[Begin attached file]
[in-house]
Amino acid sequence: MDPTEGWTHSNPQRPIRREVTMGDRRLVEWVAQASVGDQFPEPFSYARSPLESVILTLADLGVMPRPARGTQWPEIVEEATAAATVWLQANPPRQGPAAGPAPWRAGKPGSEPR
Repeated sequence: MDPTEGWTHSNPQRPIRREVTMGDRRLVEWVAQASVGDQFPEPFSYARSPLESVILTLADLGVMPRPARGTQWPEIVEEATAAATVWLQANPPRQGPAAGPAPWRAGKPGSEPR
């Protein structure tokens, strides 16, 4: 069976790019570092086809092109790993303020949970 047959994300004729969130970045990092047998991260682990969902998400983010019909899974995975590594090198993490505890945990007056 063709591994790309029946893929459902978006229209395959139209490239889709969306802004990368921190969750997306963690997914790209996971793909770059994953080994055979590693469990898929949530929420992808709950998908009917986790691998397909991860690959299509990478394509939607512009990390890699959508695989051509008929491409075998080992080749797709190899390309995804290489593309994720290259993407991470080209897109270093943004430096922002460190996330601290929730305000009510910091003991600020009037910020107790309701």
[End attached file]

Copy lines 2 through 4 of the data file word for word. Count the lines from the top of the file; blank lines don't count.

Amino acid sequence: MDPTEGWTHSNPQRPIRREVTMGDRRLVEWVAQASVGDQFPEPFSYARSPLESVILTLADLGVMPRPARGTQWPEIVEEATAAATVWLQANPPRQGPAAGPAPWRAGKPGSEPR
Repeated sequence: MDPTEGWTHSNPQRPIRREVTMGDRRLVEWVAQASVGDQFPEPFSYARSPLESVILTLADLGVMPRPARGTQWPEIVEEATAAATVWLQANPPRQGPAAGPAPWRAGKPGSEPR
């Protein structure tokens, strides 16, 4: 069976790019570092086809092109790993303020949970 047959994300004729969130970045990092047998991260682990969902998400983010019909899974995975590594090198993490505890945990007056 063709591994790309029946893929459902978006229209395959139209490239889709969306802004990368921190969750997306963690997914790209996971793909770059994953080994055979590693469990898929949530929420992808709950998908009917986790691998397909991860690959299509990478394509939607512009990390890699959508695989051509008929491409075998080992080749797709190899390309995804290489593309994720290259993407991470080209897109270093943004430096922002460190996330601290929730305000009510910091003991600020009037910020107790309701």